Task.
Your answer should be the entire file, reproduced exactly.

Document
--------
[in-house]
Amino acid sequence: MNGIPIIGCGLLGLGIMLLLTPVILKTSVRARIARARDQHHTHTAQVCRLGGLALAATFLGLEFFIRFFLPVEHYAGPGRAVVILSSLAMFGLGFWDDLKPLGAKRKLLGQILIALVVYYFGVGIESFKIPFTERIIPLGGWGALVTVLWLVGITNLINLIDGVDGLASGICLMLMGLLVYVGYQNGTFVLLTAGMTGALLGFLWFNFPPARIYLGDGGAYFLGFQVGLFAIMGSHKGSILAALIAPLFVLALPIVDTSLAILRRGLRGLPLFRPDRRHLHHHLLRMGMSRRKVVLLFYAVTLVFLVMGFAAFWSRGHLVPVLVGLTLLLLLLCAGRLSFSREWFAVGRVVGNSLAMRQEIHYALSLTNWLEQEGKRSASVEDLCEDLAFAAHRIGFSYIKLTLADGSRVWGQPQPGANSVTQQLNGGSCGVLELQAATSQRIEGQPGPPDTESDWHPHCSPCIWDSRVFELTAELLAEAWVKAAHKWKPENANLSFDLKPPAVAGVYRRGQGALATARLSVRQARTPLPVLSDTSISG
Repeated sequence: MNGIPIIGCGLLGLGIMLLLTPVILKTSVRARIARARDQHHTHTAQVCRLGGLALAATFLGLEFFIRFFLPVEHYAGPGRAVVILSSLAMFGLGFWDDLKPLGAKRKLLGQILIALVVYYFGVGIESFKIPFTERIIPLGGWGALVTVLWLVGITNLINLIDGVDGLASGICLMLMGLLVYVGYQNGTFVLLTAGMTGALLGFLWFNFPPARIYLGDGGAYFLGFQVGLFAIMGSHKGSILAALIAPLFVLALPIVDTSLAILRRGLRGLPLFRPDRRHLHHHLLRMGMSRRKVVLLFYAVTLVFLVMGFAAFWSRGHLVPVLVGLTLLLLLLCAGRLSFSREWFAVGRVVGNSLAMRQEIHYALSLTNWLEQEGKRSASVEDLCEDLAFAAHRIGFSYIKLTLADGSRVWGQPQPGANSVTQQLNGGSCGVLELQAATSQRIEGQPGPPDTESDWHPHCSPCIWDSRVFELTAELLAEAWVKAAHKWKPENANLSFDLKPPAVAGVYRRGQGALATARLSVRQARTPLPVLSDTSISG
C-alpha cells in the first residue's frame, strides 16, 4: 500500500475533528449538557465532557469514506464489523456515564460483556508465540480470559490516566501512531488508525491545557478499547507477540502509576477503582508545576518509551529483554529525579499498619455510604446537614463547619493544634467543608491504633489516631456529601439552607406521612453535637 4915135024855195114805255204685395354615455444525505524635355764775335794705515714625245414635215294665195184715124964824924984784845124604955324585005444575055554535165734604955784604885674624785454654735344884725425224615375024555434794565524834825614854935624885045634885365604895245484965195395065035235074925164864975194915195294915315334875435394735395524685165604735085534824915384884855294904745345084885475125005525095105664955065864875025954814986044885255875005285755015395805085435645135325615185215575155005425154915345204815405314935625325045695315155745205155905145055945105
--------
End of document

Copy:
[in-house]
Amino acid sequence: MNGIPIIGCGLLGLGIMLLLTPVILKTSVRARIARARDQHHTHTAQVCRLGGLALAATFLGLEFFIRFFLPVEHYAGPGRAVVILSSLAMFGLGFWDDLKPLGAKRKLLGQILIALVVYYFGVGIESFKIPFTERIIPLGGWGALVTVLWLVGITNLINLIDGVDGLASGICLMLMGLLVYVGYQNGTFVLLTAGMTGALLGFLWFNFPPARIYLGDGGAYFLGFQVGLFAIMGSHKGSILAALIAPLFVLALPIVDTSLAILRRGLRGLPLFRPDRRHLHHHLLRMGMSRRKVVLLFYAVTLVFLVMGFAAFWSRGHLVPVLVGLTLLLLLLCAGRLSFSREWFAVGRVVGNSLAMRQEIHYALSLTNWLEQEGKRSASVEDLCEDLAFAAHRIGFSYIKLTLADGSRVWGQPQPGANSVTQQLNGGSCGVLELQAATSQRIEGQPGPPDTESDWHPHCSPCIWDSRVFELTAELLAEAWVKAAHKWKPENANLSFDLKPPAVAGVYRRGQGALATARLSVRQARTPLPVLSDTSISG
Repeated sequence: MNGIPIIGCGLLGLGIMLLLTPVILKTSVRARIARARDQHHTHTAQVCRLGGLALAATFLGLEFFIRFFLPVEHYAGPGRAVVILSSLAMFGLGFWDDLKPLGAKRKLLGQILIALVVYYFGVGIESFKIPFTERIIPLGGWGALVTVLWLVGITNLINLIDGVDGLASGICLMLMGLLVYVGYQNGTFVLLTAGMTGALLGFLWFNFPPARIYLGDGGAYFLGFQVGLFAIMGSHKGSILAALIAPLFVLALPIVDTSLAILRRGLRGLPLFRPDRRHLHHHLLRMGMSRRKVVLLFYAVTLVFLVMGFAAFWSRGHLVPVLVGLTLLLLLLCAGRLSFSREWFAVGRVVGNSLAMRQEIHYALSLTNWLEQEGKRSASVEDLCEDLAFAAHRIGFSYIKLTLADGSRVWGQPQPGANSVTQQLNGGSCGVLELQAATSQRIEGQPGPPDTESDWHPHCSPCIWDSRVFELTAELLAEAWVKAAHKWKPENANLSFDLKPPAVAGVYRRGQGALATARLSVRQARTPLPVLSDTSISG
C-alpha cells in the first residue's frame, strides 16, 4: 500500500475533528449538557465532557469514506464489523456515564460483556508465540480470559490516566501512531488508525491545557478499547507477540502509576477503582508545576518509551529483554529525579499498619455510604446537614463547619493544634467543608491504633489516631456529601439552607406521612453535637 4915135024855195114805255204685395354615455444525505524635355764775335794705515714625245414635215294665195184715124964824924984784845124604955324585005444575055554535165734604955784604885674624785454654735344884725425224615375024555434794565524834825614854935624885045634885365604895245484965195395065035235074925164864975194915195294915315334875435394735395524685165604735085534824915384884855294904745345084885475125005525095105664955065864875025954814986044885255875005285755015395805085435645135325615185215575155005425154915345204815405314935625325045695315155745205155905145055945105